Get the Recipes
As any spice-fiend knows, jerk marinade is a potent blend of scotch bonnet peppers, allspice, scallions, lime, thyme, and a plethora of other spices. The meat, most often chicken, is grilled to add a serious layer of smoke to the flavor profile. Adding cheese and salsa to build nachos is therefore a balancing act, and Frank and Anderson do it with ease. Monterey Jack is a wise choice for its mild meltability, and the addition of sweet mango salsa balances the heat from the chicken. The more traditional toppings, pico de gallo and guacamole, round out the nachos for a final layer of freshness.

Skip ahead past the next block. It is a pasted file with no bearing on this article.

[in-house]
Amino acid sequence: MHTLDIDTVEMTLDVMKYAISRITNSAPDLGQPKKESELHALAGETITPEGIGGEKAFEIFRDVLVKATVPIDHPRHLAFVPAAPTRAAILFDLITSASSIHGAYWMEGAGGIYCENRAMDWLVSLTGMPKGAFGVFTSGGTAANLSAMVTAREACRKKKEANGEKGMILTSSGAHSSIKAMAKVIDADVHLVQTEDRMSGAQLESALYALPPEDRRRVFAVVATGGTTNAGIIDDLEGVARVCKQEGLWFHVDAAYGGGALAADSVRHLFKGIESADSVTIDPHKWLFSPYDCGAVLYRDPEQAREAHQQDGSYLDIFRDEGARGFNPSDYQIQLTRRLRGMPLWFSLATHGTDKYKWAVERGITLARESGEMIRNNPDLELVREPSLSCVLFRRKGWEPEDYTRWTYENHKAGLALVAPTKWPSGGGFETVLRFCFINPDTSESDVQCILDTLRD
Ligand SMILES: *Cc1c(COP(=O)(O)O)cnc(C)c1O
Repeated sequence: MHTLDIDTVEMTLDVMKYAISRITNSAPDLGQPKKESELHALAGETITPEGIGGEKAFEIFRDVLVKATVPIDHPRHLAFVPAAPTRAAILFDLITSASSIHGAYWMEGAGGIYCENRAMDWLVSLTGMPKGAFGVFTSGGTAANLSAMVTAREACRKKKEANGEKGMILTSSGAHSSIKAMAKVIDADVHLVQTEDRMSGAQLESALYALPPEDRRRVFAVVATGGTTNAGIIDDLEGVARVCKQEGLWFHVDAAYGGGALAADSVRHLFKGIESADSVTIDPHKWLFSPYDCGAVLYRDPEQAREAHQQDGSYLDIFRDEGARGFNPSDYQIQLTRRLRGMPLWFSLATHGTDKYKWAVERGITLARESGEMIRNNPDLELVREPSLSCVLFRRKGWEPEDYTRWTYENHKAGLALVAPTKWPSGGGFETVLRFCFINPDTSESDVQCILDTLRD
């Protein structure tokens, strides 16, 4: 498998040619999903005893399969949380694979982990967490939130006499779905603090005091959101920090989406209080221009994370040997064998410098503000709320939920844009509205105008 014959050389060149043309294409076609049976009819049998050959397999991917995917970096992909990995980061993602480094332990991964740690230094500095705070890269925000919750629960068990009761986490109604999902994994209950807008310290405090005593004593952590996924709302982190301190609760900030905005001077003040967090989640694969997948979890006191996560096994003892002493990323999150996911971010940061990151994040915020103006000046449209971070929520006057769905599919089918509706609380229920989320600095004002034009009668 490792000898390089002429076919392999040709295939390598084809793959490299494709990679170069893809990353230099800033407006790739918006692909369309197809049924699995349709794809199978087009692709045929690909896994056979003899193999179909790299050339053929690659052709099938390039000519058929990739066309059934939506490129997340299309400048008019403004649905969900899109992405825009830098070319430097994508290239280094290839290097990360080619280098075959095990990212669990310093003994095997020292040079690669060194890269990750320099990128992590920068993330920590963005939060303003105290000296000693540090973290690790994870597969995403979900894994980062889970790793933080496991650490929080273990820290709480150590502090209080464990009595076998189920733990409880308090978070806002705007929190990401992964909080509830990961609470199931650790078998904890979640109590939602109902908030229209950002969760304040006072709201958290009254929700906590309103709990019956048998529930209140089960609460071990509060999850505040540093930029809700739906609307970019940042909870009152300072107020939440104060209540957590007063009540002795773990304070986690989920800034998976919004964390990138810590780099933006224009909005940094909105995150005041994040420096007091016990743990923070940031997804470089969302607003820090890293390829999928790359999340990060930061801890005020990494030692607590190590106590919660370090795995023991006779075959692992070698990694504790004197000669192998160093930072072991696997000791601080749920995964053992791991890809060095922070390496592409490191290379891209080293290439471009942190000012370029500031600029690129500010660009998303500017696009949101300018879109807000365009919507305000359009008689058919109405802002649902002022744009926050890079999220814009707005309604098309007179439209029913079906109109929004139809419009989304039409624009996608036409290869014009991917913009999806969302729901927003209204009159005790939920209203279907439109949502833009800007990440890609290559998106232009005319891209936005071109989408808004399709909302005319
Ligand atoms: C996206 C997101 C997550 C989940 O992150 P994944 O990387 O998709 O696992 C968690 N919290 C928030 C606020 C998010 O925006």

Why I picked this recipe: I can't help but crave the numbing spice of good jerk chicken. Why not put it on nachos?
What worked: Between the spicy chicken, sweet mango, melty jack cheese, pico, and guac, there's a lot going on here. But it all works. Make these now, please.
What didn't: Cooking the chicken all the way to 165°F will leave it dried out upon second cooking. Instead, aim for 150-155°F. If that makes you squeamish, remember that it goes back in the oven for 15 minutes!
Suggested tweaks: I'd probably make this with boneless chicken thighs next time for richer meat (and because I can't get enough chicken thighs). You can also go up on peppers (or include the seeds) if you'd like spicer chicken. As written, the chicken has a mild burn but is far from overwhelming. You could also use any number of sweet fruits instead of mango in the salsa if you'd like. Pineapple or peach would be great. If you can't find scotch bonnets, you can use habaneros instead.